Begin pressing the bar overhead, moving your head back as the bar rises to keep it out of the way. When the bar passes your head, press it up and slightly backward so that it ends up in line with the back of your head. Hold for a moment, and then lower the bar back to your shoulders. That’s one rep.
2-Bicep curl Muscle targeted: elbow flexors
Tip - to ensure your elbow flexors are getting the most range (extension) at the bottom of the movements (end of the eccentric phase) squeeze your triceps. This will ensure full lengthening of the bicep.
Stand with your feet shoulder-width apart, while holding a dumbbell at your side, with you palm facing forward. Next, curl, or flex, your elbow so that the dumbbell moves up towards your shoulder. For the return phase, slowly lower, or extend, your elbow to reassume the starting position.
3-Tricep Parallel dip Muscle targeted: triceps brachii, anterior deltoid, rectoralis major, and pectoralis minor rhomboids, levator scapulae, latissimus dorsi, trapezius (lower) and biceps brachii Grasp two parallel bars that are approximately shoulder-width apart. Raise yourself up to an initial position with your arms extended and supporting the entire weight of your body.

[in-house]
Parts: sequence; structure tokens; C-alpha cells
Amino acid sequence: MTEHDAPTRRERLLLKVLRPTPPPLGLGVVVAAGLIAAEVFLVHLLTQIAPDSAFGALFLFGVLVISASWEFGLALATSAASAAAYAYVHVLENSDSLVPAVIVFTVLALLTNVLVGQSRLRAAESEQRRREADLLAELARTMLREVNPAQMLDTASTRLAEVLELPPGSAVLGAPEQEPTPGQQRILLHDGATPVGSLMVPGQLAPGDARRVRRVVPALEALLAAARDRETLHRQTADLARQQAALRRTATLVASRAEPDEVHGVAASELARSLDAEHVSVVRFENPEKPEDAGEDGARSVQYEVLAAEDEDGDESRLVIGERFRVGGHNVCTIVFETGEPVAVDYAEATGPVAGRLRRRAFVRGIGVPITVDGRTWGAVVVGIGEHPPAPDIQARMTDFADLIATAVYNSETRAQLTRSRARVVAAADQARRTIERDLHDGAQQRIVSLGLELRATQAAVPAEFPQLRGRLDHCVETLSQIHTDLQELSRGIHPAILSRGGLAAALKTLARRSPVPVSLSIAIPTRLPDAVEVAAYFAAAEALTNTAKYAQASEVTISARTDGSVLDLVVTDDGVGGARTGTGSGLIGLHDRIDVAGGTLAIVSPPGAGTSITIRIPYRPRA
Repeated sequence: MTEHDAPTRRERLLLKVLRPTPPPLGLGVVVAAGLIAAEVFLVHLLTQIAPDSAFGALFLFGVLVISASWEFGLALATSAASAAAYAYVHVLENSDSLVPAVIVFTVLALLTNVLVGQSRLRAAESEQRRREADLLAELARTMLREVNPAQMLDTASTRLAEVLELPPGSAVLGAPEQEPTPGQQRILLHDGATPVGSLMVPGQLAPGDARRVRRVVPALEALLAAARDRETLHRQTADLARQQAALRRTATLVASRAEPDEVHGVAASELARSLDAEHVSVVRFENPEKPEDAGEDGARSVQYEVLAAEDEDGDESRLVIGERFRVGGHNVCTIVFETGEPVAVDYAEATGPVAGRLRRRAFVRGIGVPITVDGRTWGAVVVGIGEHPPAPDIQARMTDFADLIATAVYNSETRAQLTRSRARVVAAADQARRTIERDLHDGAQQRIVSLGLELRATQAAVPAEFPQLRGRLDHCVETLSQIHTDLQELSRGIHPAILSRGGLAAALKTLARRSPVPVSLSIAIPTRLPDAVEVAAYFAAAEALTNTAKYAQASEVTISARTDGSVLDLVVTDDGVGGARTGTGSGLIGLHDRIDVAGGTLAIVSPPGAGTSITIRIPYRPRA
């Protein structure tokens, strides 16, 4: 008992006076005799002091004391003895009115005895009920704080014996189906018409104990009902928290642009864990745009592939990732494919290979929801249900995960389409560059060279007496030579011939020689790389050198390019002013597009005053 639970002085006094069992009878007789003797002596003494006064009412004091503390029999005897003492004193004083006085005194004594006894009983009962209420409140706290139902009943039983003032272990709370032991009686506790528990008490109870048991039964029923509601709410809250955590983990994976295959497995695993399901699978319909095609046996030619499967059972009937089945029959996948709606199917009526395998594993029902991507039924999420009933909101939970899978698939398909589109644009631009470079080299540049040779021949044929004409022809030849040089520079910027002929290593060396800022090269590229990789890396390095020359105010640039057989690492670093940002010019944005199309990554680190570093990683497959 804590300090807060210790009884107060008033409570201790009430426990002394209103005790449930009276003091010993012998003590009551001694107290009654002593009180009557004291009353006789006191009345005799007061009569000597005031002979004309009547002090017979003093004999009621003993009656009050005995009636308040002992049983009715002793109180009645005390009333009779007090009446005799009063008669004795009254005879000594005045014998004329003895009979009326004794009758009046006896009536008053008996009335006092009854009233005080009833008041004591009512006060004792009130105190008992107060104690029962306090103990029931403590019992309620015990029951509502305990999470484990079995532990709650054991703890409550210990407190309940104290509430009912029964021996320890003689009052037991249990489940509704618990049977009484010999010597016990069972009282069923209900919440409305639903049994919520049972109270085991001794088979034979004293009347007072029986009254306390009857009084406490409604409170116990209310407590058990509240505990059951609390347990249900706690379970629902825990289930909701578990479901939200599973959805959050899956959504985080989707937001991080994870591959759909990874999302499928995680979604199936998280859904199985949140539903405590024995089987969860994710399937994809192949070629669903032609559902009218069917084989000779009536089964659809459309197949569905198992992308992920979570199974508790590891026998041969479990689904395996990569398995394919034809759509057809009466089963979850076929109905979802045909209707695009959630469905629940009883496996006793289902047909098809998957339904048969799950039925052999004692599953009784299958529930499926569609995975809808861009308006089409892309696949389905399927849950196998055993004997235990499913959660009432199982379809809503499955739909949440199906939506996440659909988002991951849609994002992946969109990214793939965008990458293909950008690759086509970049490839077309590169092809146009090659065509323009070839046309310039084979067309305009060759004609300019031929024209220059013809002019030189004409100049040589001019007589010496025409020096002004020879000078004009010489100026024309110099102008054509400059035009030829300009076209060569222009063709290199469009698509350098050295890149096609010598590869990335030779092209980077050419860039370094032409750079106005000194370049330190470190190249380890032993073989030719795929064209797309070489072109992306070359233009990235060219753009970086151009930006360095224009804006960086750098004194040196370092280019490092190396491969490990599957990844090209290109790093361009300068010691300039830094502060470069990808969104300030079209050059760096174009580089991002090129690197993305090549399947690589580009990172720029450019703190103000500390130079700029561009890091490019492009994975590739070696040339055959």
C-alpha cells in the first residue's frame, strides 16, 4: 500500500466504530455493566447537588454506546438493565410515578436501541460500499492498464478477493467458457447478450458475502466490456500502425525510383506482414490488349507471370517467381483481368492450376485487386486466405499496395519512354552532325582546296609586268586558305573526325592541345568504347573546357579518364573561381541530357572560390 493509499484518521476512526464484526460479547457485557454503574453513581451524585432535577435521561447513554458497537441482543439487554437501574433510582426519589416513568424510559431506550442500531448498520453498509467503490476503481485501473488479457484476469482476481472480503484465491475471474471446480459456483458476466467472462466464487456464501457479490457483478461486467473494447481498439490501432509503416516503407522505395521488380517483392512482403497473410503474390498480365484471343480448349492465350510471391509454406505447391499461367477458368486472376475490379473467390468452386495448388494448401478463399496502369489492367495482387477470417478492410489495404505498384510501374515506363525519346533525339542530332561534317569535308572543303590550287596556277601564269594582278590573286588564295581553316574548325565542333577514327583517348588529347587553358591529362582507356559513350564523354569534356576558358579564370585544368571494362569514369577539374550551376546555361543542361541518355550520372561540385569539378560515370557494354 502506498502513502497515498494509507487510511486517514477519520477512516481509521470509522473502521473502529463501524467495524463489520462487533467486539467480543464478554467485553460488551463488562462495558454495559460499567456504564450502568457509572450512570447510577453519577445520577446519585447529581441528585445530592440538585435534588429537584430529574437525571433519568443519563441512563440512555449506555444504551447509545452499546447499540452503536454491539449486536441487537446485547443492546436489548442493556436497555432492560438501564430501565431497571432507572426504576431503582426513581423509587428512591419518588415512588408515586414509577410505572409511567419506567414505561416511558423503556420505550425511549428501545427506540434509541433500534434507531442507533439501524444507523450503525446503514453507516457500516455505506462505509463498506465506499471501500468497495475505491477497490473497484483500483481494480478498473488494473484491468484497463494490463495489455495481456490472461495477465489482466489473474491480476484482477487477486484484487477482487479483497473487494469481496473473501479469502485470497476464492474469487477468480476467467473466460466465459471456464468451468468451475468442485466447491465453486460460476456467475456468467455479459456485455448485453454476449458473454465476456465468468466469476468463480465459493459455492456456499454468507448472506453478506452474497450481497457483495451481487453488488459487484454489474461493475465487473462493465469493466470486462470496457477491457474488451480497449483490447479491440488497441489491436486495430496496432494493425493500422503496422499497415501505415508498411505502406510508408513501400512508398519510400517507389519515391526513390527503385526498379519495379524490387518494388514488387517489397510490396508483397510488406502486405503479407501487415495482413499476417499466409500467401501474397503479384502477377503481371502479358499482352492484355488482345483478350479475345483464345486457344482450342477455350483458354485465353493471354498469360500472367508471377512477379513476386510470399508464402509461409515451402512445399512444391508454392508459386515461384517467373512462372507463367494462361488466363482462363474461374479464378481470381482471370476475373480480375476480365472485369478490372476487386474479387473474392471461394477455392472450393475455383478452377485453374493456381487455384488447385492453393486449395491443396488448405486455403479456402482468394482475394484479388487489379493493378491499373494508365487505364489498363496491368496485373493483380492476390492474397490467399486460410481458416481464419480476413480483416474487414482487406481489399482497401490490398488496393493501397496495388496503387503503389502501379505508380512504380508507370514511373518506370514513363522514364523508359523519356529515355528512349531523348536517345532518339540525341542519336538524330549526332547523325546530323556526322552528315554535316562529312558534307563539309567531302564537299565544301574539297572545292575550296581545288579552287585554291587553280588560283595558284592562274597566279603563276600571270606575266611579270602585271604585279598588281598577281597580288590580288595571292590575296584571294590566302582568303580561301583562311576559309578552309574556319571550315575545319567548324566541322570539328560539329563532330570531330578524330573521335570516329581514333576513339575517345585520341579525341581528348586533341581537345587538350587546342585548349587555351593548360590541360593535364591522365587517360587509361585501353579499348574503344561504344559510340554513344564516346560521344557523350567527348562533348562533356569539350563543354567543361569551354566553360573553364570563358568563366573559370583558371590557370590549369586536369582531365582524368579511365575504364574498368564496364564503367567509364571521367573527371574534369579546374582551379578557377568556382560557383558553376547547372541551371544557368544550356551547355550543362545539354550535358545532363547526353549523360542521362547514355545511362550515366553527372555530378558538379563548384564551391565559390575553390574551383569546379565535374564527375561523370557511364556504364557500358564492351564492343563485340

Next, lower yourself to a final position where your elbows are bent and your shoulders are mildly stretched, and then use your arms to push yourself upwards to the initial starting position.
4-Push up Muscles targeted: pectoralis major, front deltoids and triceps. For stability muscles, your rotator, traps, serratus anterior and abdominals all assist with this movement.
Place hands slightly wider than shoulder-width apart. Squeeze your glutes for the entire movement. Lower your body until your chest nearly touches the floor. Tuck your elbows as you lower your body and don’t drop your hips. Pause at the bottom before pushing yourself to start position. Your head should remain in the same position throughout the movement.
5-Pull Up/Chin Up Muscles targeted: tere major (stabilizer muscle) and biceps.
Grab the bar with a shoulder-width underhand/overhand grip .Hang at arm’s length and pull your chest to the bar. Try to pause at the top, with your chest touching the bar before you slowly lower yourself back down.
An important aspect of any woman workout routine should always include a solid arm exercise regime to get beautifully defined and toned arms. In order to have gains in muscle building it is always vital to understand the science behind each and every exercise for the best results. Watch this video for more in depth explanation on defined arm woman workout exercises.
5 Key Exercises For Women To Build A Beautiful Backside
In order to build a beautiful backside, 5 key exercises for women need to be used on a regular basis.
When first training a part of your body it is important to understand exactly how that part works and functions. The hamstrings cross and move around two joints - the hip and the knee. The hamstrings muscle group is composed of three separate muscles: the semimembranosus, the semitendinosus and the biceps femoris.